Ana through Wanda, This Year’s Hurricane Names are Ready to Go

Hurricane Katrina bears down on New Orleans on August 28, 2005. NASA photo.

The Atlantic hurricane season officially got under way on June 1, so the National Park Service has begun keeping an especially wary eye on the weather. The hazard zones are huge.

Folks managing NPS units along the Atlantic and Gulf shorelines are rightly worried about the potential impacts of storm surge, violent winds, hurled debris, and wind-driven salt spray. But some of the worst damage might occur inland as decaying tropical cyclones stir up tornadoes and unleash damaging straight-line winds, torrential rain, and flash flooding.

A lot of parks are in harm’s way, and history tells us that at least some will take a terrible beating this year. Recovery can be a slow and costly business, too. The Fort Pickens area of Gulf Islands National Seashore, for example, was so thoroughly trashed by a succession of severe storms in 2004 and 2005 that it had to be closed to vehicular traffic for several years and is still operating under makeshift conditions. Hurricanes damaged the Flamingo Lodge so badly in 2005 that it had to be demolished and there’s no telling when or if the popular Flamingo area of Everglades National Park will have motel lodging again. There are many such stories.

The NPS recently got some good news when forecasters reiterated their belief that the 2009 hurricane season is likely to be near-normal. To put a finer point on it, NOAA’s National Weather Service Climate Prediction Center said that -- at least for the time being -- there’s only a 25 percent chance that hurricane activity this season will be above-normal. Happily, there is also a 25 percent probability that this will be a low-activity season.

Right now, the smart money is going with that 75 percent probability of a normal- or below-normal activity. This is matched to a 70 percent probability that there will be 9 to 14 named tropical storms, with four to seven passing the hurricane threshold (sustained winds of 74+ mph) and one to three of those becoming major hurricanes (110+ mph).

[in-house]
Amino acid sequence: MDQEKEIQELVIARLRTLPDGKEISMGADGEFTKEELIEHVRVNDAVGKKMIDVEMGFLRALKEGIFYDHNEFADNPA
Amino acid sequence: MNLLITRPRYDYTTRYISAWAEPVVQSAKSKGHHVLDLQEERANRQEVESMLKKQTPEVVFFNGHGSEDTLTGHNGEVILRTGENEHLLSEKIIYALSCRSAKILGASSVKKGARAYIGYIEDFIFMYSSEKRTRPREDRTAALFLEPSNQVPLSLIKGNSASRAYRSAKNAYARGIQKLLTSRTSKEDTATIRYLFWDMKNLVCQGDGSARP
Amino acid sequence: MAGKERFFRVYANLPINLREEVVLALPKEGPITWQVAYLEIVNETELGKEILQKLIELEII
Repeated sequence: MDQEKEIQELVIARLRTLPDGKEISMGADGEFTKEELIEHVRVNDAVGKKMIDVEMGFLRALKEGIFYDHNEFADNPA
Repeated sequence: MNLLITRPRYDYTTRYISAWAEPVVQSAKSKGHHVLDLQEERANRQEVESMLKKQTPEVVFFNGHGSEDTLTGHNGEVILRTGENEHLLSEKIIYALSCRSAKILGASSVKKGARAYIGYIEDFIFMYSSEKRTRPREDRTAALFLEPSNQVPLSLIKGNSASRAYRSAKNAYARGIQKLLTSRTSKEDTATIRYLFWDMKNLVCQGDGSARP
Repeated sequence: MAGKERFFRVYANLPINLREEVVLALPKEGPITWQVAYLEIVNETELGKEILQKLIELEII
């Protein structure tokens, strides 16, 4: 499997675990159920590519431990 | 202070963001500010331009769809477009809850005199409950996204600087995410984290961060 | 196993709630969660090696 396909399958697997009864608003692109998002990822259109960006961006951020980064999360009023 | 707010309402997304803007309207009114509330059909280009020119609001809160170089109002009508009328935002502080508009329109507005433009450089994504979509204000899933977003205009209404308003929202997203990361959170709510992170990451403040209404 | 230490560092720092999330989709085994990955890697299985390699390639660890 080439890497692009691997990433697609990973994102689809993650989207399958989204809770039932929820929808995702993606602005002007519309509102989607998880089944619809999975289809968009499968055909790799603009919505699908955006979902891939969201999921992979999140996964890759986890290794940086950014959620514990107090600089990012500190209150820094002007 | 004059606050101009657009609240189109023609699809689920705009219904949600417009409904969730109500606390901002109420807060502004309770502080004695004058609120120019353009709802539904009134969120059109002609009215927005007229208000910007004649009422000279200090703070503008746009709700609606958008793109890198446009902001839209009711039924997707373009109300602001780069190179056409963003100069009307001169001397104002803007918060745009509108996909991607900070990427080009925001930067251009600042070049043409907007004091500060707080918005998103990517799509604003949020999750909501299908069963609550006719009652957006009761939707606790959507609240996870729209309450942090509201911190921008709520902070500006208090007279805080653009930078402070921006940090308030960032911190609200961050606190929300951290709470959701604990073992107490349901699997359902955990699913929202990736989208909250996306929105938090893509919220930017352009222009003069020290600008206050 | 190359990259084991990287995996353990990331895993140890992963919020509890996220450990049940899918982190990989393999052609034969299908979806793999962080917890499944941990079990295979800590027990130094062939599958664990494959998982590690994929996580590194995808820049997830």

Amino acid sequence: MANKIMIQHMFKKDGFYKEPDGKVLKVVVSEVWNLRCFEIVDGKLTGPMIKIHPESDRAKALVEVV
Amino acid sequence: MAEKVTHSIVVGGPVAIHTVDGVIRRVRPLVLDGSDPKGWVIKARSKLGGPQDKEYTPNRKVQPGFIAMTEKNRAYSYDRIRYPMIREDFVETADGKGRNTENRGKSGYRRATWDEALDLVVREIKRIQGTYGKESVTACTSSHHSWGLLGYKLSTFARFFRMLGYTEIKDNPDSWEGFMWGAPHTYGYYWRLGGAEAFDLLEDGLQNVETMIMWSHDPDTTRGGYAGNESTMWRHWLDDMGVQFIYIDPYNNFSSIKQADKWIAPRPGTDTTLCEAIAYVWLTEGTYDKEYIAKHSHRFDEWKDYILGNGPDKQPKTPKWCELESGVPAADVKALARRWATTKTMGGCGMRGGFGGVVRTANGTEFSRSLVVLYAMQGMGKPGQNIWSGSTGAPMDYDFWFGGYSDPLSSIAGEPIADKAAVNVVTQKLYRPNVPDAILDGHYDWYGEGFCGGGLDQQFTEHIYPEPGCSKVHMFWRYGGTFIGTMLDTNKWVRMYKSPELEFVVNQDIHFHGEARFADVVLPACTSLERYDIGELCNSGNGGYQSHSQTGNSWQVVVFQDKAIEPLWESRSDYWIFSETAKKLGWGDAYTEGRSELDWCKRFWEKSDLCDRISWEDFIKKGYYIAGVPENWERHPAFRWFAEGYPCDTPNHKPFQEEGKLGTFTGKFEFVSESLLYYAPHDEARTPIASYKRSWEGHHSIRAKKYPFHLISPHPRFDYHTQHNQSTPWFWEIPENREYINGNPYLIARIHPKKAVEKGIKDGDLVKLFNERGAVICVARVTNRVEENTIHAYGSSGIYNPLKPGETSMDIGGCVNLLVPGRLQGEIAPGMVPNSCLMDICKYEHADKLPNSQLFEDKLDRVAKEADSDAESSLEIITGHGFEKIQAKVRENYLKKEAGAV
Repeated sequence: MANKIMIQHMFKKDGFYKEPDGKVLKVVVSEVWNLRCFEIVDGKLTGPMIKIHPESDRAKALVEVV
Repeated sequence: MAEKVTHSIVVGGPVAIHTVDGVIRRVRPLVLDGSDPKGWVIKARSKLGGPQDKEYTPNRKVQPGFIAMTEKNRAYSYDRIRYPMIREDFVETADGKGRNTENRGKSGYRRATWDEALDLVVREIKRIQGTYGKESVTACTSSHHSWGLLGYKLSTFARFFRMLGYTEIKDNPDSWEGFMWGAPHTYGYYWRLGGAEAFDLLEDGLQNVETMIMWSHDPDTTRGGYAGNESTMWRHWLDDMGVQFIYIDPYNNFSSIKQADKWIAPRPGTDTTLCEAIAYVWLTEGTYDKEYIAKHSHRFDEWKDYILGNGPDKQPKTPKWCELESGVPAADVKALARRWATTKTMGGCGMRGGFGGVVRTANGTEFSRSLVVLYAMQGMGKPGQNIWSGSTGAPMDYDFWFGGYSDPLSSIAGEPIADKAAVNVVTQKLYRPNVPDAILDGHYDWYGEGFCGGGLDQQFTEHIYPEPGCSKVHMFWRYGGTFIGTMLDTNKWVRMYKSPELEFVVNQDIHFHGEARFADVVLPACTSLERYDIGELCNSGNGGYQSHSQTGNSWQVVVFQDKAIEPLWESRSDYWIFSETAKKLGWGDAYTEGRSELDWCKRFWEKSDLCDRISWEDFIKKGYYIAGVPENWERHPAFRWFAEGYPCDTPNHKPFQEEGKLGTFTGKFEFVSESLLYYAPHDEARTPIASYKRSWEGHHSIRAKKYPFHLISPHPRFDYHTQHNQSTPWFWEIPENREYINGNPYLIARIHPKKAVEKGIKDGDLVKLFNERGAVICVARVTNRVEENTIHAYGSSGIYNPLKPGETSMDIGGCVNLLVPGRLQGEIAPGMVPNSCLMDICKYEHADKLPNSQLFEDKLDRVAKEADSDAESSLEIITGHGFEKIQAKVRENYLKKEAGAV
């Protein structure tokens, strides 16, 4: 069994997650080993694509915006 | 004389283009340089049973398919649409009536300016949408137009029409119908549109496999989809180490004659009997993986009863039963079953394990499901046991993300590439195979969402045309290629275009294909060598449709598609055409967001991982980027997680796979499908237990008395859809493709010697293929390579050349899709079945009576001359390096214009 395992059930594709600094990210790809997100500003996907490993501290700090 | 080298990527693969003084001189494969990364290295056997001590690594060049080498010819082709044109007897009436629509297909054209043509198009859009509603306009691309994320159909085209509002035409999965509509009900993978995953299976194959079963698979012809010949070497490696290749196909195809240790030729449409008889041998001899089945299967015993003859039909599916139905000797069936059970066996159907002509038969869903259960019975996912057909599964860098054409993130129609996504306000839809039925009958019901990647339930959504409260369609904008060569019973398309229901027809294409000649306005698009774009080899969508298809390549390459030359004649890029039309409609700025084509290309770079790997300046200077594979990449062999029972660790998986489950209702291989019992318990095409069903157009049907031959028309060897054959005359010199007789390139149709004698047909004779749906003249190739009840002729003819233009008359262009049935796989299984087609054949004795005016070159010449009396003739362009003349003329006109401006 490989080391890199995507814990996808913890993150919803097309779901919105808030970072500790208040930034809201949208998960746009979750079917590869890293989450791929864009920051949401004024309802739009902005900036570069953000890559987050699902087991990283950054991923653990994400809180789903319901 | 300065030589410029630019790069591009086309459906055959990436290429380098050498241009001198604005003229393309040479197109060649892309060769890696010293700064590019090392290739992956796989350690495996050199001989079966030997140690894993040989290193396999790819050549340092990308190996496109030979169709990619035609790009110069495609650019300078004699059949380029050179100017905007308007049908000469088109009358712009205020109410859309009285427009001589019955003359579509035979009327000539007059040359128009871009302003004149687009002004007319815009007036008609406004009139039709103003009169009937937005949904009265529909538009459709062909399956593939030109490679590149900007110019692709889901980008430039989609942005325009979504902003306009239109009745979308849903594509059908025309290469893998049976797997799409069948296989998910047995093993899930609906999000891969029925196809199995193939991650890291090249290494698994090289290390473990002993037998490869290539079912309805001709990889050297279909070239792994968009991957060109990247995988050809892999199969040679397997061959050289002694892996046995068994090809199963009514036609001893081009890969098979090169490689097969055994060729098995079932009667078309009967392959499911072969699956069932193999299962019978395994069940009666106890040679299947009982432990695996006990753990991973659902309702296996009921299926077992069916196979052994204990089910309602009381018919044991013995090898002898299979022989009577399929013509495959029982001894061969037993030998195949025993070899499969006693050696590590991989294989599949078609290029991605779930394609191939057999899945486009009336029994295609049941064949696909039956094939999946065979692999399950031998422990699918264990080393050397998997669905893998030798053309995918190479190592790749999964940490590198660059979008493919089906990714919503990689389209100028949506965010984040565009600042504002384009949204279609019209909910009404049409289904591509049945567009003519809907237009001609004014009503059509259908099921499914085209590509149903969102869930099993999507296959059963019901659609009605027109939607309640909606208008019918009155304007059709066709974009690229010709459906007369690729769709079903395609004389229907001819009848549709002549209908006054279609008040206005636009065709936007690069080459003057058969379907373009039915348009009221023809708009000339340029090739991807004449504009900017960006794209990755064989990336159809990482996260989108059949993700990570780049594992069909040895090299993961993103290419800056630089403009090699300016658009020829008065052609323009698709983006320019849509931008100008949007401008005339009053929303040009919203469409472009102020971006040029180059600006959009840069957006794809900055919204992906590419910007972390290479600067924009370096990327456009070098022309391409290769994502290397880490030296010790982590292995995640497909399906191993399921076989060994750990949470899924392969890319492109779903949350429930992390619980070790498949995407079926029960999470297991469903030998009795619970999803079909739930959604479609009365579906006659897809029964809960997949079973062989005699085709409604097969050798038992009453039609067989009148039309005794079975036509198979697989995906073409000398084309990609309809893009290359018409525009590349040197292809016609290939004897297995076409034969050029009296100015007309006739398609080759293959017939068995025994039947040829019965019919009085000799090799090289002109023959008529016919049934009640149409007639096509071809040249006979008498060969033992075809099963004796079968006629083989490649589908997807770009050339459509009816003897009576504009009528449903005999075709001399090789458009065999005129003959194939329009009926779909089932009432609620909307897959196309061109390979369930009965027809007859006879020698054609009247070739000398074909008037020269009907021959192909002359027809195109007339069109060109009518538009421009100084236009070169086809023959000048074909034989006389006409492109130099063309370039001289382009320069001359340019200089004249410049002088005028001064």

Too much confusing detail? OK, it looks like we’re in for an average year, so just go with the central tendency forecast. A statistically average hurricane season has 11 named storms, including six hurricanes. Four of the hurricanes are minimal to moderate ones (category 1 or 2), and two are major ones (category 3, 4, or 5).

The forecasters seem to have lucked out this year. Dealing with global weather patterns is less tricky right now than it has been in recent years. Adjustments will be needed, of course. As the hurricane season unfolds toward its November conclusion, forecasters will plug in new data, update their models, consult their Ouija boards, and crank out new forecasts.

Hurricane expectations aside, this year (or any year) could bring a lot of tropical storms that must be given names. NOAA gives a tropical depression a name, elevating it to tropical storm status, when its sustained winds reach 39 mph, and to hurricane status if its sustained winds hit 74+ mph.

A separate alphabetical list of names, including both male and female names, is used in chronological order each year. The list runs from A to W, excluding names beginning with Q or U. NOAA has pre-selected six sets of storm names and is repeating them in a six-year rotation.

There's a provision for replacing the retired names of particularly devastating hurricanes. Unfortunately, all but one year (2006) in the past ten has had such a storm, and fully two dozen names, including the memorable Katrina (2005), have been retired so far this century.

If you've got a long memory, you may recall that Katrina was employed in the 1967 and 1981 rotations.

This year’s Atlantic storm names are listed below. Let’s hope that we don’t have to use them all. While we’re at it, let’s pray that none will have to be retired.


Postscript: The next major update of the seasonal forecast will be out in early August. That’s just before the worst tropical storms of the season normally take place. The biggest and baddest storms tend to come later in the season because that’s when heat buildup is greatest in the tropics.